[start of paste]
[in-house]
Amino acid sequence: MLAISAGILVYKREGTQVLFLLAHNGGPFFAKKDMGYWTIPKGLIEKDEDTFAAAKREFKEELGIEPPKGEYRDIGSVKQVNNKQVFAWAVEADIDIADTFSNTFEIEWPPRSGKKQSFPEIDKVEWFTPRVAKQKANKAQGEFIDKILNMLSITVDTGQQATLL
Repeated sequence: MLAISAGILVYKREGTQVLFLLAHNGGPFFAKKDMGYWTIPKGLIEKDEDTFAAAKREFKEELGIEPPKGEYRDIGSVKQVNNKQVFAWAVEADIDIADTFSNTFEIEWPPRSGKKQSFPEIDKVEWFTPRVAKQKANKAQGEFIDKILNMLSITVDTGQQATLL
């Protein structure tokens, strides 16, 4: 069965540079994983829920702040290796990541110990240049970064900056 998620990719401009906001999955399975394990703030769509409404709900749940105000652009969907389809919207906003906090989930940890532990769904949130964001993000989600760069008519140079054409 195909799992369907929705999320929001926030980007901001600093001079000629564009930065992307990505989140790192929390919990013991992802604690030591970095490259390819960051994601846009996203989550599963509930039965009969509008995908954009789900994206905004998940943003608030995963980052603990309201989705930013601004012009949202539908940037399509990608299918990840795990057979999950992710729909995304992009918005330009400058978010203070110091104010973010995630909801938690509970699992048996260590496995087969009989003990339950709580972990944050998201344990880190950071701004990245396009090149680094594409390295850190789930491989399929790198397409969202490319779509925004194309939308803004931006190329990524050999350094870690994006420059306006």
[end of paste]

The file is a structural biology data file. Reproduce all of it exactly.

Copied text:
[in-house]
Amino acid sequence: MLAISAGILVYKREGTQVLFLLAHNGGPFFAKKDMGYWTIPKGLIEKDEDTFAAAKREFKEELGIEPPKGEYRDIGSVKQVNNKQVFAWAVEADIDIADTFSNTFEIEWPPRSGKKQSFPEIDKVEWFTPRVAKQKANKAQGEFIDKILNMLSITVDTGQQATLL
Repeated sequence: MLAISAGILVYKREGTQVLFLLAHNGGPFFAKKDMGYWTIPKGLIEKDEDTFAAAKREFKEELGIEPPKGEYRDIGSVKQVNNKQVFAWAVEADIDIADTFSNTFEIEWPPRSGKKQSFPEIDKVEWFTPRVAKQKANKAQGEFIDKILNMLSITVDTGQQATLL
């Protein structure tokens, strides 16, 4: 069965540079994983829920702040290796990541110990240049970064900056 998620990719401009906001999955399975394990703030769509409404709900749940105000652009969907389809919207906003906090989930940890532990769904949130964001993000989600760069008519140079054409 195909799992369907929705999320929001926030980007901001600093001079000629564009930065992307990505989140790192929390919990013991992802604690030591970095490259390819960051994601846009996203989550599963509930039965009969509008995908954009789900994206905004998940943003608030995963980052603990309201989705930013601004012009949202539908940037399509990608299918990840795990057979999950992710729909995304992009918005330009400058978010203070110091104010973010995630909801938690509970699992048996260590496995087969009989003990339950709580972990944050998201344990880190950071701004990245396009090149680094594409390295850190789930491989399929790198397409969202490319779509925004194309939308803004931006190329990524050999350094870690994006420059306006």